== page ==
There are 100 ways to see Mount Fuji and,
as Hokusai showed us,
all of them are right.
– Jen Wolling’s reflection; from “Earth,” by David Brin
This sentence caught my attention on my recent rereading of this sci-fi novel. Maybe there are 100 ways to read Earth, as well.
I was vaguely familiar with Hokusai — emphasis on the vague — although I did recognize his most famous print: the variously translated The Great Wave off Kanagawa. But even a quick review taught me things about this iconic Japanese artist, and not just when he lived (1760 – 1849).
The first was the meaning of his work on Mt. Fuji.
Thus from an early time, Mt. Fuji was seen as the source of the secret of immortality, a tradition that was at the heart of Hokusai’s own obsession with the mountain. – Henry Smith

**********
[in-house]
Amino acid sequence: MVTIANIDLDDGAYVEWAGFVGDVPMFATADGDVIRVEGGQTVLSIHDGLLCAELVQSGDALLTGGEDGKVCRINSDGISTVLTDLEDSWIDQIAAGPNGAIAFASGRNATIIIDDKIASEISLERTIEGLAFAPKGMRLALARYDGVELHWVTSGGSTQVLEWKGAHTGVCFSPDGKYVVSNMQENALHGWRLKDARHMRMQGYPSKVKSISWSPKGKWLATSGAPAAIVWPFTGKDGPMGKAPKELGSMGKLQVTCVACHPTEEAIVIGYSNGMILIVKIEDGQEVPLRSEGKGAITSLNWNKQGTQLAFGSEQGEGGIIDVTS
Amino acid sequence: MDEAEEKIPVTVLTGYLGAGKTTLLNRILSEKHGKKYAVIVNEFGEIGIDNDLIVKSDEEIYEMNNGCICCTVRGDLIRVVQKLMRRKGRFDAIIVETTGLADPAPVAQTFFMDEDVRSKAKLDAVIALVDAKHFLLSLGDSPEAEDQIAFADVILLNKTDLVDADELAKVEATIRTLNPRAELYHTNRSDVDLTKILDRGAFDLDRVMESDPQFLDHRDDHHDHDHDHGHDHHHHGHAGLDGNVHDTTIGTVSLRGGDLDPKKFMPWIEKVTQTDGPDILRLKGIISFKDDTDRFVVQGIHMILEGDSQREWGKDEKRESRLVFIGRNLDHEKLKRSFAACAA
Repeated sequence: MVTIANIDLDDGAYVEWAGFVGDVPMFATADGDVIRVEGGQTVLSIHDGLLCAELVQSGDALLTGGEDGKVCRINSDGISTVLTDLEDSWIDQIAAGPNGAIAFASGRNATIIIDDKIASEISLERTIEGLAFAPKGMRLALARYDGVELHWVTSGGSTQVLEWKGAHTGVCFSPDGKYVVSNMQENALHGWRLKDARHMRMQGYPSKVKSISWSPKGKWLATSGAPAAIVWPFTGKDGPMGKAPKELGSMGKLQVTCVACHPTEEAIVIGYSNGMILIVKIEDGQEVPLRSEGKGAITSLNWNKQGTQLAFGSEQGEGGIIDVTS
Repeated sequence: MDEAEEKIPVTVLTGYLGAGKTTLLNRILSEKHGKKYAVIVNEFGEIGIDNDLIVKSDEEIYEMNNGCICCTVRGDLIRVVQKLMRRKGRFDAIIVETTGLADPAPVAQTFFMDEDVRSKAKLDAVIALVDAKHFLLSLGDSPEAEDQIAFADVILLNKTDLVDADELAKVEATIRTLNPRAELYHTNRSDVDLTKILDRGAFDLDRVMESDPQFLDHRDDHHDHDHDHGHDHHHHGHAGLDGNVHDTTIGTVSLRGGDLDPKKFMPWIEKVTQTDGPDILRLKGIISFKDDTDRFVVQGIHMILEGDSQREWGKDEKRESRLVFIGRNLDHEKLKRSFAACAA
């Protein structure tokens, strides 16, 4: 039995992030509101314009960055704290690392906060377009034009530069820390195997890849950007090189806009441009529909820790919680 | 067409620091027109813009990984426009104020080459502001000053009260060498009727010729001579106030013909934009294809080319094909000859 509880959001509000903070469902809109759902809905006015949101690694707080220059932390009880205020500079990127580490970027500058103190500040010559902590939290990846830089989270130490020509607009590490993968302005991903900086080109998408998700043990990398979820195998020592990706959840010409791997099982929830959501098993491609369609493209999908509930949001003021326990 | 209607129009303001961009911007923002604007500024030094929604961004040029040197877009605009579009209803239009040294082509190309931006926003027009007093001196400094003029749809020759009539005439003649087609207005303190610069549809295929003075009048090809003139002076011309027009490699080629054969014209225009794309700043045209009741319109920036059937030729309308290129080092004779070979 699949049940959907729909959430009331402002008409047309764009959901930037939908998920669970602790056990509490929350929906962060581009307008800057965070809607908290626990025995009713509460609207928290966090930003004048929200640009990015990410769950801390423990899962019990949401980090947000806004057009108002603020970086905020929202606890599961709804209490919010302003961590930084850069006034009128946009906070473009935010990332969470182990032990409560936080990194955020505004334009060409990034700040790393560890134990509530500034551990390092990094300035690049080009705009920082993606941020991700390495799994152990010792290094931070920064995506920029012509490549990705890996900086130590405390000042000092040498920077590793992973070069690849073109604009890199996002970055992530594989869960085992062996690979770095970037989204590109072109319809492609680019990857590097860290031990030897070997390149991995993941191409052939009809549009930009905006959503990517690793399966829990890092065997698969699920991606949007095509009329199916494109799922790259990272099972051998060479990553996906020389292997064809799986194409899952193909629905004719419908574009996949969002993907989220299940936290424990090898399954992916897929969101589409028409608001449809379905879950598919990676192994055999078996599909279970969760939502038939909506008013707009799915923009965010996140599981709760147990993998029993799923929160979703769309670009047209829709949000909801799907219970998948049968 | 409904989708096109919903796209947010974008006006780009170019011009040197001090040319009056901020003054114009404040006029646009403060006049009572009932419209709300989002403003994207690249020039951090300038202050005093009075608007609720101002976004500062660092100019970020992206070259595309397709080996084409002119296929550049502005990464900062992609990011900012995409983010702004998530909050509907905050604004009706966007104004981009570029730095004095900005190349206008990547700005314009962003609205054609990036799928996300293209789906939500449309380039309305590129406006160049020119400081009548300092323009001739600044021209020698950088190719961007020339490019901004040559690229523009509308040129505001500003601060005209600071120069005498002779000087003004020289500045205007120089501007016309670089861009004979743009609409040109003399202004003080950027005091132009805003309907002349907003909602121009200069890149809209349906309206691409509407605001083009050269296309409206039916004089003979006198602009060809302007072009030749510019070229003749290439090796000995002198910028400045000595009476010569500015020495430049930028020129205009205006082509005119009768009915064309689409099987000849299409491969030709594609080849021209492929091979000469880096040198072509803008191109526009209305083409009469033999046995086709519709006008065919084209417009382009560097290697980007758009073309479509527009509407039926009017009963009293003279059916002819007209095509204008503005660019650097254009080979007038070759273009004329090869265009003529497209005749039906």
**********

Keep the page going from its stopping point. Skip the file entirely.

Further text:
The second was the variety of this work. His prints show Fuji in all weather conditions and at all times of day. They show Fuji from all possible standing places and maybe from some standing places that are possible only in the artist’s imagination. In some prints, Mt. Fuji is almost all you see; in others, it almost disappears in the distance. In one, at least, it doesn’t seem to appear at all: This is the view of the mountain when climbing the mountain.
I don’t think I have an obsession in my life equivalent to Hokusai’s obsession with Mt. Fuji and with immortality. I do know that after reading about his work, I feel better about taking so many pictures of so many bridges, birds, reflections, and yes, sometimes more than one picture of the same mountain, as in these of Uluru, posted earlier.
When 100 views of one mountain are all “right,” it’s not about right and wrong any more. Maybe it never was. It is, however, about seeing, and in as many ways as possible.